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Texas schools form disaster recovery consortium and collaborate with SAN replication

Two school districts in North Texas have begun cross-replicating to cut costs while shoring up disaster recovery, and say more districts are signing on for protection in case of hurricanes or other problems.

As he watched Hurricane Ike devastate the Texas coast a year ago, Alvarado Independent School District (ISD) executive director of technology services Kyle Berger wished he could help the other schools he knew that were facing a long disaster recovery process.

"I knew of several districts on the coast that were scrambling to get data off site," Berger said. "It would've been nice if I could've said, 'send it to me and I'll hold it for you.' Then I started seeing people were using the same [storage area network] SAN products, spread across our state."

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It was too late to offer relief from Ike, but Berger said Alvarado and another Texas school district, Glen Rose ISD, which both use Compellent StorageCenter SANs, founded a disaster recovery consortium for K-12 school districts.

The Alvarado district is comprised of 3,200 students in six buildings spread over a 96-square mile area. It's been running the Compellent SAN for three years and has a total of 14 TB. It also uses a partition on the Compellent SAN for disk-to-disk data backup and recovery, but had been moving critical data offsite using tape before it found an affordable means of replicating to a secondary site with the consortium.

"We have a 40-megabit Internet pipe, and by 4:30, all of the kids and staff are gone. The connection is empty until about 7 a.m.," Berger said, but a secondary SAN was "not even a consideration" at an estimated $125,000.

Schools decided against hosted disaster recovery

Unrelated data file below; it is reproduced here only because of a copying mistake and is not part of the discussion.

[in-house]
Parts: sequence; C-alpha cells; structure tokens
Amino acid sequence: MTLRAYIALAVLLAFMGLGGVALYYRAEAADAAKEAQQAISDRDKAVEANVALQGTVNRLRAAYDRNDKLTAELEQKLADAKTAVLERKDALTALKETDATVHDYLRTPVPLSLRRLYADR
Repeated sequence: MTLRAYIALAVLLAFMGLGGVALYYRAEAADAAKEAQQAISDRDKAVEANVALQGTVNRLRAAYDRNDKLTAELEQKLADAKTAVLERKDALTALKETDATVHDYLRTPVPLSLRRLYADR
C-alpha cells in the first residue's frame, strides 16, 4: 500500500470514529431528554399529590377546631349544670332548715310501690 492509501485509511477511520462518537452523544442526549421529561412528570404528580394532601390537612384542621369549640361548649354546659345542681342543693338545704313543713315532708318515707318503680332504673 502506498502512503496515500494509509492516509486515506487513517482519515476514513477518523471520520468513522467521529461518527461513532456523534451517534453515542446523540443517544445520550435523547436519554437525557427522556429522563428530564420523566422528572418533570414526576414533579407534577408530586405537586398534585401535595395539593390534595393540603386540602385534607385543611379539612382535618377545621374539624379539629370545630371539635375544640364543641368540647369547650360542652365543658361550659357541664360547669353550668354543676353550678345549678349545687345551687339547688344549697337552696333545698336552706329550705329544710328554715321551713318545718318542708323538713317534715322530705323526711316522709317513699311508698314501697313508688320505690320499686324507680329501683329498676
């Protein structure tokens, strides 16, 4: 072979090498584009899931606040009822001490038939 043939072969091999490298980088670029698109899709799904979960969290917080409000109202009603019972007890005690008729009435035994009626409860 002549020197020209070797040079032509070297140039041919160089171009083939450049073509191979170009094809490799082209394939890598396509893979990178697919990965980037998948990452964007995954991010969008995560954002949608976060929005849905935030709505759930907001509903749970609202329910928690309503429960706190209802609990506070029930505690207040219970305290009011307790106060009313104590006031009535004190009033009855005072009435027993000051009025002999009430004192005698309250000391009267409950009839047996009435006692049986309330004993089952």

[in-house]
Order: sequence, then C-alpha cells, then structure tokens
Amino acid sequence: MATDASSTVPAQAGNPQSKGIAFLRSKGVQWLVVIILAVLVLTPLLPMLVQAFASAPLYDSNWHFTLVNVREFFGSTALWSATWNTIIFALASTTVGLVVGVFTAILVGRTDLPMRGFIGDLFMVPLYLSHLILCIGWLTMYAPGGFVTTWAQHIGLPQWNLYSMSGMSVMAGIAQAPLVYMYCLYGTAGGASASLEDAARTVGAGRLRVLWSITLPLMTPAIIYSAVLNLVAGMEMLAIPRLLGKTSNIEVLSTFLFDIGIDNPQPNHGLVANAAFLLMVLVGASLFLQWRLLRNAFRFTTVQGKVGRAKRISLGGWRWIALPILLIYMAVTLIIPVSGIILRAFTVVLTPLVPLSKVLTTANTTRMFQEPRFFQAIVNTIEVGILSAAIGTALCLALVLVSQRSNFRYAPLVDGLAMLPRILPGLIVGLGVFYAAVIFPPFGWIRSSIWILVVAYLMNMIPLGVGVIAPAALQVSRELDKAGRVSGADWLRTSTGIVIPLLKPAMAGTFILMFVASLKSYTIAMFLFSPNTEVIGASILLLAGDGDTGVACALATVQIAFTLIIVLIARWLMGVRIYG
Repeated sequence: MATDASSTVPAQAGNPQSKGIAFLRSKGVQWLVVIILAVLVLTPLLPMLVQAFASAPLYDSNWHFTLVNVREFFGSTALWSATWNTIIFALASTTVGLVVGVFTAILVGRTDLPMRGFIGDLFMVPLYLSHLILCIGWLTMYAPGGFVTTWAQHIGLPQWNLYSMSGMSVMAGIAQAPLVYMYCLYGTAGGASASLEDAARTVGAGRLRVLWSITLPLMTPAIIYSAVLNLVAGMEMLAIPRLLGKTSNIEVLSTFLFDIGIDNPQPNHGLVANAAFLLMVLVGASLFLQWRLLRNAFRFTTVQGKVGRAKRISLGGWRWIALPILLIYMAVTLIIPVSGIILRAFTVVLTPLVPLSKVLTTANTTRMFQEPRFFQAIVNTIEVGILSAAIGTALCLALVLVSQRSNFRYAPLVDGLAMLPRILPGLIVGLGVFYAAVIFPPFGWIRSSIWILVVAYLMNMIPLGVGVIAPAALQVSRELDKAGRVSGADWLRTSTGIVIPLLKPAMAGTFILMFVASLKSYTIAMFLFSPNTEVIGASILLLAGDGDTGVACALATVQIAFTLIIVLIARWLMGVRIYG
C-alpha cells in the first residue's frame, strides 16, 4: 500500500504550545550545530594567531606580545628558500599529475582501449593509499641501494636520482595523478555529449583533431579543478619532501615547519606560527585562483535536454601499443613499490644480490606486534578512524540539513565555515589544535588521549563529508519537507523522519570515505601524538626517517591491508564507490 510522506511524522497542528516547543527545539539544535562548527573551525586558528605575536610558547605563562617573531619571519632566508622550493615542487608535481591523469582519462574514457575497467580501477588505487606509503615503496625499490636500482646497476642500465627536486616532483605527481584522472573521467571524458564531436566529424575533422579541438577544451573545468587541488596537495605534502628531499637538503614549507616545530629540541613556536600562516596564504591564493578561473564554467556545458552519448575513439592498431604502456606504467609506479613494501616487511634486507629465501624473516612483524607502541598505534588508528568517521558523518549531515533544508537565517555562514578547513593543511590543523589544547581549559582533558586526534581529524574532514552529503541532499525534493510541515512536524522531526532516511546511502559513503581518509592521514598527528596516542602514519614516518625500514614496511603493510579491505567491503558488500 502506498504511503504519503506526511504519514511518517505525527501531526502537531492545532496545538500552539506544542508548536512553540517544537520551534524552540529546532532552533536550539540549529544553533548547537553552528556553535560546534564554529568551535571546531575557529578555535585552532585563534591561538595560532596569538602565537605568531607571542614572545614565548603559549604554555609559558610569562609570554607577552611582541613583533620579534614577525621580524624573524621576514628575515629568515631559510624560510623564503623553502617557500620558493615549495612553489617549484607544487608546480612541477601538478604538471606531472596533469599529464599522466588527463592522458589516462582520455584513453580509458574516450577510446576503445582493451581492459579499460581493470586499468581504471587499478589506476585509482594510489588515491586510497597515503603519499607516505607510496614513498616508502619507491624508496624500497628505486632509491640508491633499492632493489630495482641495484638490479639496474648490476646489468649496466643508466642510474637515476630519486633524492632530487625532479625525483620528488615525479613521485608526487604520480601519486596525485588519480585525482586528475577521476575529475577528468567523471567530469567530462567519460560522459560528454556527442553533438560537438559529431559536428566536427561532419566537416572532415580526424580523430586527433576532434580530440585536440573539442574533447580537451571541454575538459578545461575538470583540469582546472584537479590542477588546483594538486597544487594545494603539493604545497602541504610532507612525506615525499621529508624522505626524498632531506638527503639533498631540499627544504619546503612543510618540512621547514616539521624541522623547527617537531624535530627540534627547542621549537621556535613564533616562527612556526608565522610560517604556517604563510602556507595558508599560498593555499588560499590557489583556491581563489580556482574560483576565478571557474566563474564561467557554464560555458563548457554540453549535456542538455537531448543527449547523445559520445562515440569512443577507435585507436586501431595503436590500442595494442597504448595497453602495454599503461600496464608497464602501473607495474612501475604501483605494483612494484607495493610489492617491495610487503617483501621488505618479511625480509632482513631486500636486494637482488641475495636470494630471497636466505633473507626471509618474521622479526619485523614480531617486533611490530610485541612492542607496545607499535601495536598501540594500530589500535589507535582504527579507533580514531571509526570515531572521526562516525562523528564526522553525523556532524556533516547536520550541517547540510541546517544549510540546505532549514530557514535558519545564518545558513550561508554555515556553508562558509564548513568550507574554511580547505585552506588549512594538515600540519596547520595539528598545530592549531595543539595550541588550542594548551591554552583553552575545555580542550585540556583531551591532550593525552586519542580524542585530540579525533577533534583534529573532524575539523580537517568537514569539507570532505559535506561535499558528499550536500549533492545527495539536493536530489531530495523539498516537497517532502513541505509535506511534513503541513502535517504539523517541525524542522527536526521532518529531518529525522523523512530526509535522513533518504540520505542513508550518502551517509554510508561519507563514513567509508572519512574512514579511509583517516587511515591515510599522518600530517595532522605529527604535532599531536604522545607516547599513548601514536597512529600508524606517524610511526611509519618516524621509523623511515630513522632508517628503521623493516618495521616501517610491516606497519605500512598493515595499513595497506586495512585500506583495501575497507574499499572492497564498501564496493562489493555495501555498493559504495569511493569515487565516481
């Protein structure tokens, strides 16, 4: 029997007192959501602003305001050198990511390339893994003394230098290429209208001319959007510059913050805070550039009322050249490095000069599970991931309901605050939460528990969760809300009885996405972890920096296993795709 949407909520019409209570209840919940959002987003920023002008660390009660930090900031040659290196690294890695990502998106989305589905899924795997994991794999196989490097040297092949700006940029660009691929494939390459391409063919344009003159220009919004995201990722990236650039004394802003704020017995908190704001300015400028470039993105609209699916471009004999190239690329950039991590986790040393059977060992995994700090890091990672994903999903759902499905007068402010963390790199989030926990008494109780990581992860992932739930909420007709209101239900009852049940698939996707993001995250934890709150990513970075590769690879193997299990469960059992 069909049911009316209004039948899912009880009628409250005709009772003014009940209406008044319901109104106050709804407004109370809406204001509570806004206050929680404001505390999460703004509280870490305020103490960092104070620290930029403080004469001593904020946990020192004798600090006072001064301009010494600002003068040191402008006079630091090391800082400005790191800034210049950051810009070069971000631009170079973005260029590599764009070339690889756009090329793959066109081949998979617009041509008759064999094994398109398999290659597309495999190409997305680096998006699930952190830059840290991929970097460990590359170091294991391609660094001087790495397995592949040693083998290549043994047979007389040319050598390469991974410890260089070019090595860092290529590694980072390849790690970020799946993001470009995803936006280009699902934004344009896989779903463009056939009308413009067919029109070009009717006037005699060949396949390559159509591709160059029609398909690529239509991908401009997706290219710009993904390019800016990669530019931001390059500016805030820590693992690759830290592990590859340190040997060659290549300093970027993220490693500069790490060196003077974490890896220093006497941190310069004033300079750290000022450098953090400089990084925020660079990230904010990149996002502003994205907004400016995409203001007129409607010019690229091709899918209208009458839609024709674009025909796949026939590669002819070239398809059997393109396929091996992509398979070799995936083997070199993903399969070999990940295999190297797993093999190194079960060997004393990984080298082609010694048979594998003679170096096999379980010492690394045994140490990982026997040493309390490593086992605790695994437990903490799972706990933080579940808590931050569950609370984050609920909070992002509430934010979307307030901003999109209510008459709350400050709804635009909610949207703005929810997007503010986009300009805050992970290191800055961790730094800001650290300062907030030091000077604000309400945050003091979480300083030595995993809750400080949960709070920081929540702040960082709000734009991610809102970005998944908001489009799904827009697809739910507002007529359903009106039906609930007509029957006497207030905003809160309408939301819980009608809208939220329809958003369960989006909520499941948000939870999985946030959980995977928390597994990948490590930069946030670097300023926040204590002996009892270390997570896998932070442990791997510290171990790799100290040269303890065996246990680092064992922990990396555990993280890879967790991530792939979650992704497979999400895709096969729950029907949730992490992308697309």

"We also looked at hosted and collocation environments, but those presented additional costs as well, and we worried that if there was a big disaster a collocation company might focus on core businesses like banks before it got around to organizations like ours," he added. "If it's just school-to-school, we know each other's business and don't rely on a third party to get in the mix."

Alvarado began replicating to Glen Rose, approximately 120 miles away, and the two currently have 500 GB of critical data cross-replicated on one another's SANs. Now, the two are in the process of adding two more partners to the consortium in Texas and talking to another school district in Wisconsin about joining.

The consortium also includes districts near Austin and Fort Worth, but Berger did not want to identify them because they're still being integrated into the consortium. The plan is to set up a round-robin data replication system in which Alvarado cross-replicates with Glen Rose as well as with the third district, and the third district will cross-replicate with the fourth.

It helps that all the districts were independently using the same SAN system, which makes cross-replication easier. And because all the consortium members are in education, they follow the same security and legal compliance requirements.

"I know these other schools have to abide by the same regulations I do, and I don't have to worry about them not recognizing the sensitivity of certain data," Berger said.

However, he added, "it's important to have everyone on the same page as far as what is critical data. For us, it's our financial system and our student records, but not email. For schools, email is an important communication tool, but student and financial data are our bread and butter. A lot of districts don't really think about their disaster plans this way."

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